United Nations Fails to Impose Sanctions On Khartoum

Nov 20, 2004 05:50 AM EST

By unanimously adopting their draft resolutions on peace in the Sudan, the United Nations Security Council meeting in Nairobi, Kenya, November 18-19, 2004, failed to impose trade or any other sanctions on the Sudanese government, even after several humanitarian and civil society organizations in the country accused it of sponsoring militia raids in refugee camps in the troubled Darfur region.

At the same time, the Sudanese People's Liberation Army (SPLA) claimed the government had broken the peace agreement brokered in Naivasha, Kenya.

The resolution adopted by the Security Council only demanded, for the umpteenth time, that the government, rebel forces and all other armed groups immediately cease violent attacks, refrain from forcible relocation of civilians and cooperate with humanitarian relief and monitoring efforts.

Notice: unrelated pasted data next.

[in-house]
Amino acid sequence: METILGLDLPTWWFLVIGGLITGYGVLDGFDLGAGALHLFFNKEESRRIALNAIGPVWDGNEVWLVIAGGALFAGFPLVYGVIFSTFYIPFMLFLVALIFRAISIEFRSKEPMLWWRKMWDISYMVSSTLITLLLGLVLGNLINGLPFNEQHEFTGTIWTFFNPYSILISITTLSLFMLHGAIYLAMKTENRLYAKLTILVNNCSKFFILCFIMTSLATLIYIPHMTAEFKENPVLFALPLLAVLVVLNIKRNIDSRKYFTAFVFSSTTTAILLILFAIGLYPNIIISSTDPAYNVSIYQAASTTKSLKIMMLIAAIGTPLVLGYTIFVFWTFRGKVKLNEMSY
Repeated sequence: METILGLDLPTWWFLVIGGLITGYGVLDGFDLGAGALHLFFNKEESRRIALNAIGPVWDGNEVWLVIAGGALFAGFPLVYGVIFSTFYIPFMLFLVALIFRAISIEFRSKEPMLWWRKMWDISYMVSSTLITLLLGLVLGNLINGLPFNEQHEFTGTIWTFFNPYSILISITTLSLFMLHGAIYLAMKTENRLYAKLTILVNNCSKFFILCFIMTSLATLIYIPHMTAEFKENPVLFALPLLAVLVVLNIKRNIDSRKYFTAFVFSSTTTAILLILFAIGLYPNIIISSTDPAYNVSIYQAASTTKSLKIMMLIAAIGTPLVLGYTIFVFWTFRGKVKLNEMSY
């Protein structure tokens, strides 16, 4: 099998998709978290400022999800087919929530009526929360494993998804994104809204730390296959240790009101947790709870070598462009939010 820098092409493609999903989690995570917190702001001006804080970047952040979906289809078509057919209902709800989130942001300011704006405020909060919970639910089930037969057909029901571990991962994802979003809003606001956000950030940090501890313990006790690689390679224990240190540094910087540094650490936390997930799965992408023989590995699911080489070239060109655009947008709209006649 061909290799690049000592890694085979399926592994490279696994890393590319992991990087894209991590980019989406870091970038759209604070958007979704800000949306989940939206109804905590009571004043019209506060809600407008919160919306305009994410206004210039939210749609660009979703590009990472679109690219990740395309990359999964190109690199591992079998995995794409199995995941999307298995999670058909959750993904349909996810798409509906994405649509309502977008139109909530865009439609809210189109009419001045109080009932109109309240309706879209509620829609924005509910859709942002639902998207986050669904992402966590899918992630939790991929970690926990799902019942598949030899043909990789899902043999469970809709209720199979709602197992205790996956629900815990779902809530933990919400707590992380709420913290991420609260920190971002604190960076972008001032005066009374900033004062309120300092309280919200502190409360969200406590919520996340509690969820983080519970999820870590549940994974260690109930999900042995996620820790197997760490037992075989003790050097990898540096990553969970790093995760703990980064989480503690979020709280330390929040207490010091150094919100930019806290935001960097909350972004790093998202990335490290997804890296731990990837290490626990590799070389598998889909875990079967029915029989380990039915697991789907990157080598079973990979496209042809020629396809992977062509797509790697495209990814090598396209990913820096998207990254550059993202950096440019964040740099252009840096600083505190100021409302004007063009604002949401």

The Security Council resolution S/2004/903 "strongly supports the decision by the African Union to increase its mission in Darfur to 3320 ,urges member states to provide the required equipment, logistical and financial and calls upon rebel groups in Darfur to cooperate with the AU force."

The Security Council did not, however, pledge any immediate support for the AU mission, or outline any punitive measures to be taken against any party that breaks the peace accord.

In conclusion the resolution demanded that "the parties declare their commitment to expeditiously complete the negotiations and sign a comprehensive Peace agreement not later than December 31, 2004."

On November 18, 2204, SPLA leader John Garang had complained to the council that the Sudanese government was threatening to unilaterally implement the Naivasha protocol in a selective manner.

"We therefore call upon the security council to pass a specific resolution& that inter alia recognizes and endorses the six protocols signed thus far as binding and irrevocable&," Garang told the Security Council.